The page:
Abdo USS: Cystic changes and duct dilatation

Pancreatic CT: Pancreatic atrophy, disorganised ducts, altered acinar pattern with fibrosis, calcification
ERCP: Disorganised ducts, calcifications, dilated segments, cyst formation

19

Outline the initial treatment for chronic pancreatitis

Lifestyle: Alcohol and smoking cessation, antioxidant rich diet, dietary advice

Medical: Adequate analgesia, pancreatic enzyme supplements, insulin

20

What are the surgical indications for chronic pancreatitis?

Reversible cause
Severe intractable pain or multiple relapses
Complications: Pseudocysts, obstruction, fistula, infections, portal HTN

21

Name 3 complications of chronic pancreatitis

Pseudocysts
Obstruction
Fistula
Infection
Portal HTN
T1DM
Pancreatic carcinoma

22

What surgical management is initially available for chronic pancreatitis?

Options to remove causes or drain obstructed pancreas:
Pancreaticoduodenectomy (Whipple procedure)
Partial pancreatectomy of head or tail
Pancreaticojejunostomy (Puestow procedure)

23

What surgical management is used for severe retractable pain or multiple relapses?

Partial pancreatectomy of head or tail
Total pancreatectomy

24

Describe the epidemiology of pancreatic cancer

11th commonest cancer in UK
4th most common solid organ cancer in UK
5th most common cause of cancer death
Incidence continues to increase

80% occur in-between ages 60-70
Uncommon in under 40s

25

Describe the illness course of pancreatic cancer

Notoriously late presentation
Early metastases
Poor survival rates (<5%)

26

What types of pancreatic cancers exist?

Exocrine (majority)
-Adenocarcinomas (>80%)
-Cystic tumours
-Acinar cell cancer

Endocrine
-Gastrinoma e.g. ZE syndrome
-Insulinoma
-Somatostatinoma
-VIPoma
-Glucagonoma

27

Where do pancreatic cancers most commonly metastasise?

Liver
Peritoneum
Lungs

28

List 5 risk factors for pancreatic cancer

Increasing age
Smoking
Diet: red meat intake, low fruit and veg
Obesity
Alcohol
Diabetes
Chronic pancreatitis

FHx of pancreatic cancer
Occupational exposure to naphthylene and benzidine

29

Describe the presentation of carcinoma of the head of pancreas

Early symptoms are often vague and non-specific e.g. epigastric discomfort or dull backache

Obstructive jaundice (90%)
Pain (70%) in epigastric or LUQ - vague, radiates to back
Hepatomegaly ➔ metastases
Anorexia, NaV, fatigue, malaise, dyspepsia, pruritus
Acute pancreatitis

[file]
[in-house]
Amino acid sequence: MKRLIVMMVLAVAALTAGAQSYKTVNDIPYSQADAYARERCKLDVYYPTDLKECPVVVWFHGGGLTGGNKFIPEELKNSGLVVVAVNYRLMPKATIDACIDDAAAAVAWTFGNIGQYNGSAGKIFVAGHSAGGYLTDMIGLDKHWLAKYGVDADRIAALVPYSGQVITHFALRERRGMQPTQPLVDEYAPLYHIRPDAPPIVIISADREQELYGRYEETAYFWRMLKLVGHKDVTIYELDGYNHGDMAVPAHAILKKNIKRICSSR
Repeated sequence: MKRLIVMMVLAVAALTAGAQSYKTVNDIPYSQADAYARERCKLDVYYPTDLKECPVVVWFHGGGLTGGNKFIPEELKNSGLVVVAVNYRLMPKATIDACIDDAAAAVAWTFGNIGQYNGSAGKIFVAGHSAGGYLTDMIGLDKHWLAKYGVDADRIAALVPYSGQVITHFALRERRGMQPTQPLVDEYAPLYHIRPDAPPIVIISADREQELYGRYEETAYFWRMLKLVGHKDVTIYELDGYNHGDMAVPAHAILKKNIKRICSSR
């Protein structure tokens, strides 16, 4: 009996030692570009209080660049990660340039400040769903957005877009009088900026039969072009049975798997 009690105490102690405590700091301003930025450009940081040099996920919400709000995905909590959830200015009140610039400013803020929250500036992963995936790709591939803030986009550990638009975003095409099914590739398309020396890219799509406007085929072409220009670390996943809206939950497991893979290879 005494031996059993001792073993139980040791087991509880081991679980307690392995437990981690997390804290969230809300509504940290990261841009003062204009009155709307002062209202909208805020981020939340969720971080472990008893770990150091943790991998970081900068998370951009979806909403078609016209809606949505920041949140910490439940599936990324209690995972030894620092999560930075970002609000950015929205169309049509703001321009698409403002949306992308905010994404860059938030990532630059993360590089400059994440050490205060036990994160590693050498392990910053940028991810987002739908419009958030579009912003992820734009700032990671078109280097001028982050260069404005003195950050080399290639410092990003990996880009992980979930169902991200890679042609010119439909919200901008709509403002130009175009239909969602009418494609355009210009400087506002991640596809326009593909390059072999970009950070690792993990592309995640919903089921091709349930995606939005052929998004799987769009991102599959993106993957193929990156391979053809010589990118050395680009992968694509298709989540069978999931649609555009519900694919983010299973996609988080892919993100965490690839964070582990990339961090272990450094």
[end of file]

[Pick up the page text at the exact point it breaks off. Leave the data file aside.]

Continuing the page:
Thrombophlebitis migrans (10%) - splenic vein thrombosis

30

Describe the presentation of carcinoma of the body and tail

Usually asymptomatic in early stages
Weight loss and back pain (60%)
Epigastric mass
Jaundice ➔ spread to hepatic hilar LN or metastases
Thrombophlebitis migrans (7%)
Diabetes mellitus (15%)

31

Which investigations are used for pancreatic cancer?

FBC, LFTs, Serum glucose
Serum CA19-9: correlate with tumour volume

Transabdominal USS
Doppler USS of portal vein and superior mesenteric vessels
Abdominal CT
Fine needle aspiration cytology (FNAC)
ERCP - biliary drainage + cytology

32

Outline the curative treatment of pancreatic cancer

Radical surgical resection:
-Pancreatoduodenectomy (Whipple's) ➔ periampullary tumours, and carcinomas of pancreatic head
-Total pancreatectomy ➔ extensive tumour
-Distal pancreatectomy ➔ carcinomas of pancreatic tail

Adjuvant chemotherapy

33

Outline the palliative treatment of pancreatic cancer

Jaundice relief:
ERCP biliary stenting
Percutaneous biliary drainage and stenting or insertion of drainage catheter
Surgical biliary drainage

Duodenal obstruction relief:
Gastrojejunostomy

Pain relief:
Oral morphine
Chemical ablation of coeliac ganglia

34

What proportion of pancreatic cancers are suitable for surgical resection?

Only 5%

95% not suitable due to metastases, local invasion, LN involvement, age, or comorbidity

35

Outline the prognosis of pancreatic cancer

Poor, even in patients with resectable disease
5yr survival is 12%

36

Which drugs are particularly associated with acute pancreatitis?

NSAIDs
Steroids
Azathioprine
Thiazides
Isoniazid
Oestrogen

37

What investigation can be used to assess pancreatic function in chronic pancreatitis?

Faecal elastase - synthesised and excreted by pancreas

Low faecal elastase has high sensitivity and specificity for pancreatic compromise.

Specificity is compromised in Coeliac disease, Crohn's, and short bowel syndrome.

38

Name 2 pancreatic causes of raised serum amylase

Pancreatitis
Pancreatic trauma
Pancreatic carcinoma